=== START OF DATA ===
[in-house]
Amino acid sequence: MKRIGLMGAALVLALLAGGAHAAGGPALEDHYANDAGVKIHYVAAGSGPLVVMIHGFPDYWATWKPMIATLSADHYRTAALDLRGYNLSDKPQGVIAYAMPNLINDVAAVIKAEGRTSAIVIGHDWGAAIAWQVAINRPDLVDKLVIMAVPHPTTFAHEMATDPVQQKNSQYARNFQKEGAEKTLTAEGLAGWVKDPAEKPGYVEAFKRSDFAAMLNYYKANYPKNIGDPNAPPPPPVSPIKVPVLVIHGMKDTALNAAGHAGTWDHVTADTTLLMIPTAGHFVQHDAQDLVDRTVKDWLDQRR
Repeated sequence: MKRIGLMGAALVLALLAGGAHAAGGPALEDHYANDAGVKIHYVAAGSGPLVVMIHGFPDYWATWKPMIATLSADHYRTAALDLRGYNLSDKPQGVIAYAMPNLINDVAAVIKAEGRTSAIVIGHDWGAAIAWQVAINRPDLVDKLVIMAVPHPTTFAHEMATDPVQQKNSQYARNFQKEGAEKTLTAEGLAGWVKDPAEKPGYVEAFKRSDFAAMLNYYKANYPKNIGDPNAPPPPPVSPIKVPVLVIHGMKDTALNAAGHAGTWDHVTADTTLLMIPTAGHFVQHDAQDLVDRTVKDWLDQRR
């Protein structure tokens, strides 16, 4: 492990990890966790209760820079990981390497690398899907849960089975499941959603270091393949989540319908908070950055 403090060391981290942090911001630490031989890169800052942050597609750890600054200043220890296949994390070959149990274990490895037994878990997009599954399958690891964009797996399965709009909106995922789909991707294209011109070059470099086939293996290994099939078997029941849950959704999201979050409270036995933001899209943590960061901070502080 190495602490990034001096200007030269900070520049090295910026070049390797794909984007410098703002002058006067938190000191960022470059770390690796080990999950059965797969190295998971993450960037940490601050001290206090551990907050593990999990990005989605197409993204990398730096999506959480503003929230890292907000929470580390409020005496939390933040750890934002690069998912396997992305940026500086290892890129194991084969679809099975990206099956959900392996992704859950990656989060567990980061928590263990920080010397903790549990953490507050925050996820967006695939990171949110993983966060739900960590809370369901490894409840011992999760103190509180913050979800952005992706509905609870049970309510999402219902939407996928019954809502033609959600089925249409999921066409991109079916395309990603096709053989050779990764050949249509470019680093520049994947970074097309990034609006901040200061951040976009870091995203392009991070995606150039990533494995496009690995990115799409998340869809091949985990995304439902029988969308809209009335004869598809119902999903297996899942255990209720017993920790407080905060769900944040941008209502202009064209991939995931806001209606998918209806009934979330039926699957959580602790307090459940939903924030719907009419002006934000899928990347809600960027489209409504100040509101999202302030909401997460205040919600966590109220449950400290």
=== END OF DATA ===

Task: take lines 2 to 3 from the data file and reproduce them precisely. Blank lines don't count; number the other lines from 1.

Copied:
Amino acid sequence: MKRIGLMGAALVLALLAGGAHAAGGPALEDHYANDAGVKIHYVAAGSGPLVVMIHGFPDYWATWKPMIATLSADHYRTAALDLRGYNLSDKPQGVIAYAMPNLINDVAAVIKAEGRTSAIVIGHDWGAAIAWQVAINRPDLVDKLVIMAVPHPTTFAHEMATDPVQQKNSQYARNFQKEGAEKTLTAEGLAGWVKDPAEKPGYVEAFKRSDFAAMLNYYKANYPKNIGDPNAPPPPPVSPIKVPVLVIHGMKDTALNAAGHAGTWDHVTADTTLLMIPTAGHFVQHDAQDLVDRTVKDWLDQRR
Repeated sequence: MKRIGLMGAALVLALLAGGAHAAGGPALEDHYANDAGVKIHYVAAGSGPLVVMIHGFPDYWATWKPMIATLSADHYRTAALDLRGYNLSDKPQGVIAYAMPNLINDVAAVIKAEGRTSAIVIGHDWGAAIAWQVAINRPDLVDKLVIMAVPHPTTFAHEMATDPVQQKNSQYARNFQKEGAEKTLTAEGLAGWVKDPAEKPGYVEAFKRSDFAAMLNYYKANYPKNIGDPNAPPPPPVSPIKVPVLVIHGMKDTALNAAGHAGTWDHVTADTTLLMIPTAGHFVQHDAQDLVDRTVKDWLDQRR